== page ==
According to the Jakarta Post the COVID-19 “pandemic is ravaging the economy as the government expects 4 million people to fall below the poverty line this year, making for a total of 28 million poor in the nation, or around 10.6 percent of the population.” Already before the pandemic, poverty was on the rise in Bali. In the villages, with no surprise, the rate at which the number of poor was rising was higher as that of Bali’s urban areas. In remote village – and “remote” in Bali means an hour or two away from the glittering 5-star hotels – the residents are very poor and most villages lack education, access to clean water and even electricity. Many children must often walk for kilometers to go to school. The area of east Bali called Ban Village, where EBPP works and established education and health services, is one of those areas counting approximately 3,500 indigenous families (17,000 people) from different cultural-traditional backgrounds speaking 19 different dialects. The area is dispersed across an often inaccessible volcanic terrain and largely cut off from the rest of the island, with villagers trying to survive in their arid homeland. There are no good statistics on the 19 sub-villages until today. The vast majority of the population are subsistence farmers of cassava and corn or cattle farmers, with very few involved in paid employment (those mainly with the local government). In 2000, in collaboration with UNICEF Indonesia, EBPP conducted an assessment revealing that infant mortality averaged 30%, and 85% of children had goitre and were estimated to be malnourished. EBPP data from 2015 showed a 0% child mortality rate in the Ban village area, certainly a result of their work. However, stunting as a result of malnutrition remained a problem in these villages according to WHO growth charts. Adding to an already dire situation, in 2017, Mount Agung erupted, which resulted in the evacuation of many villagers impacting negatively their lives. As one result, from the EBPP project participants a number of girls dropped out of school and moved to Denpasar to start earning for their families. In August 2018, another three earthquakes destroyed many homes and buildings in 12 of the 19 communities of the Ban village worsening the situation for the population once more.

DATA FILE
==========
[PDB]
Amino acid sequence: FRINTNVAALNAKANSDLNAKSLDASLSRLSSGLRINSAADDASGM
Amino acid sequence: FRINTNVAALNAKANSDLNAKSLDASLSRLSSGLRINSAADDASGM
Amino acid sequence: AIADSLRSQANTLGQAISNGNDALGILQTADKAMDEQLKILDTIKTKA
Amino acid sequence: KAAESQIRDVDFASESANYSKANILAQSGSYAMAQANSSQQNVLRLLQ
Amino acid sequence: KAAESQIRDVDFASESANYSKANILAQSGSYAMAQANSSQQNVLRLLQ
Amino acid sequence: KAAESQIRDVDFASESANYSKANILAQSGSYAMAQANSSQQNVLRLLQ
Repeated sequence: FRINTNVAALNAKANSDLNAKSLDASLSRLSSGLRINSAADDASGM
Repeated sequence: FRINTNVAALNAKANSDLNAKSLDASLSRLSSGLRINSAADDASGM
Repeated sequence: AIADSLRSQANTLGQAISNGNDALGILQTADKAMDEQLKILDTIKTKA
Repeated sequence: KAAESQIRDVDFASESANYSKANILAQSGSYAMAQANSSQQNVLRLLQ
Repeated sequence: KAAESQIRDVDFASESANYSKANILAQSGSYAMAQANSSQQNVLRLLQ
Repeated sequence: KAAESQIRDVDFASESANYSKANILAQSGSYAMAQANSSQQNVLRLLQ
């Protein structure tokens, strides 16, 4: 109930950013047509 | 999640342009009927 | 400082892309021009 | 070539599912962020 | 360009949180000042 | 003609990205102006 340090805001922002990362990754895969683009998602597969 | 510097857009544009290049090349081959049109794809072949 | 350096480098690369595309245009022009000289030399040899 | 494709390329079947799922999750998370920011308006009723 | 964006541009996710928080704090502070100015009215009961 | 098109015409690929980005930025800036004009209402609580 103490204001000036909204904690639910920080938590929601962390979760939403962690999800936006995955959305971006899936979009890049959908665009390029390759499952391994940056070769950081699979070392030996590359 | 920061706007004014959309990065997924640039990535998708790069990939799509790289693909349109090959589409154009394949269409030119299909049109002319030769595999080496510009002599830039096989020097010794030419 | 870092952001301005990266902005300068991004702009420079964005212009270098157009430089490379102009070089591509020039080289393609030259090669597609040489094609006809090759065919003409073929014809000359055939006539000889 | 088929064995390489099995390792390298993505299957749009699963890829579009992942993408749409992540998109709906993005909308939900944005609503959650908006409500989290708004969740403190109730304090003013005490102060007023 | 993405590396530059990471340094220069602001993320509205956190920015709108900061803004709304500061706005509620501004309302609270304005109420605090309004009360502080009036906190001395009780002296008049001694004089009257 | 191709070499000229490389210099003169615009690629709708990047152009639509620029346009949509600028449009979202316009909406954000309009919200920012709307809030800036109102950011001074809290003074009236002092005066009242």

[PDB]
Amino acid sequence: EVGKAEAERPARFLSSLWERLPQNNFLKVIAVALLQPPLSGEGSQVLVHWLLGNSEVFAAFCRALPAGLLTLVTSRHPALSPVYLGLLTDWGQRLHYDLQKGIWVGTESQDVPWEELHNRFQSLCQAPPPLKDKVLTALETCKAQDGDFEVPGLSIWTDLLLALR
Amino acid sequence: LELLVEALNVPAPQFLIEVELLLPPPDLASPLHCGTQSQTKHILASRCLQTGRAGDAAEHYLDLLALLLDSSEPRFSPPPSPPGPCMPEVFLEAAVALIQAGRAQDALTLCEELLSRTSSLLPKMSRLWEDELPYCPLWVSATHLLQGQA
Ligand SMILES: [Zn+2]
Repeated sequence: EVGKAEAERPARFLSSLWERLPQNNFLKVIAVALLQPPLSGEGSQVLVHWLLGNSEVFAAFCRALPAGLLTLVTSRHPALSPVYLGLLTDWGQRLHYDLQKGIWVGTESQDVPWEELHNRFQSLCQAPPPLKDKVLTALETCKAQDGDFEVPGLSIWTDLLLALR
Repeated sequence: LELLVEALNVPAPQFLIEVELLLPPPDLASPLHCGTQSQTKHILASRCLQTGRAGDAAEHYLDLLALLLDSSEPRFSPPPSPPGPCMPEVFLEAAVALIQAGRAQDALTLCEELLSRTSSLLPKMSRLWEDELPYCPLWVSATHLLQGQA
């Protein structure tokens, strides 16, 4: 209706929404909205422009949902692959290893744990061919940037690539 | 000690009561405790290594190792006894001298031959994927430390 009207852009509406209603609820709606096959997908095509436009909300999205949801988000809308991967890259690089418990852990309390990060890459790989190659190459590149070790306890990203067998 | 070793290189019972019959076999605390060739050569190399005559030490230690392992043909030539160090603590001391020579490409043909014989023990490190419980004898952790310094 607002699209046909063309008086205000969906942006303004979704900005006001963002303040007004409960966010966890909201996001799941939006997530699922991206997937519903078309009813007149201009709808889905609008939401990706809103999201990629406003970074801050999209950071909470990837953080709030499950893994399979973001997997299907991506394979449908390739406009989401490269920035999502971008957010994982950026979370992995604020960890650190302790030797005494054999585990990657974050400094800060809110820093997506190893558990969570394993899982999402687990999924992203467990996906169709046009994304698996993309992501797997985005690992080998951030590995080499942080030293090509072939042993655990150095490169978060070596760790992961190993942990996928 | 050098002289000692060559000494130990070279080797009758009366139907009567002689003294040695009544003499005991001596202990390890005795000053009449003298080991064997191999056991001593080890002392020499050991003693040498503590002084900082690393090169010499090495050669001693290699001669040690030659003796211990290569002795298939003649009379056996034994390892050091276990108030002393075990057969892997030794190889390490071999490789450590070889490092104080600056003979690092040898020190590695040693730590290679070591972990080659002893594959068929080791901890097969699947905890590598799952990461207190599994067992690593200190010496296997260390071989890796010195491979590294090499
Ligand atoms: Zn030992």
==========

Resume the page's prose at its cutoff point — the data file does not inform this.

From its establishment in 1998, the mission of EBPP has been on sustainable poverty alleviation in response to the request by the population of six mountain hamlets with limited access to health or education services. EBPP runs 6 schools in 6 villages for young people and supports a rural population with information on health, nutrition, water and sanitation, as well as the construction of infrastructure. It has initiated 27 Posyandu (mother and infant monthly health posts) and ensured that infants receive all immunizations, as well as vitamin supplements and nutritious porridge. EBPP has always prioritized working with children and youth as agents of change to give them the tools to educate their parents and communities. Children and young people’s participation is part of the programme model. As a result, integrated and collaborative village-based development projects for young people and their communities were strengthened over the years and built around the philosophy of “helping people to help themselves”. All programmes are designed as models that are implemented by local people who transfer knowledge and skills directly to their communities.
EMpower’s 5th grant to Yayasan Ekoturisme Indonesia (East Bali Poverty Project, EBPP) will enable the organisation to continue to run its holistic programme for the empowerment of young people, which will benefit 151 young people (aged 12-24, 77 male and 74 female).
The programme will empower young people, new and returning students, with a mix of intensive and participatory activities: 1) To promote secondary school completion (e.g. regular classes), social connections (e.g. via a newly to be established Student Council), leadership skills (e.g. via a village-wide photo campaign) as well as the acquisition of 21st century skills (e.g. computer skills, English language skills), 2) To promote gender equality, prevent child/early marriage and sexual harassment as well as to advance health (e.g. via participation in SRHR and nutrition classes or in participatory research projects). This tailor-made offer for new and returning students is coupled with extracurricular activities (like field trips or cooking classes).
This time, the programme will put a much stronger emphasis on creating a protective and enabling environment for young people in working more intentionally with parents (e.g. via a newly to be established Parents Committee to get more parental understanding and support e.g. on the importance of school completion), village leaders and government officials (e.g. with regards to gender equality and customary laws taking a clear stand against school dropout and child/early marriage).
To be better equipped to strengthen the programme model even more over time, a small team, including 4 young people from our programme will also go on an exchange study tour to learn from a peer organisation that does similar work to EBPP but is more advanced in certain areas as e.g. prevention of child/early marriage or parents and communities engagement.
Primary Location: Denpasar, Bali, Indonesia
Funded Since: 2015
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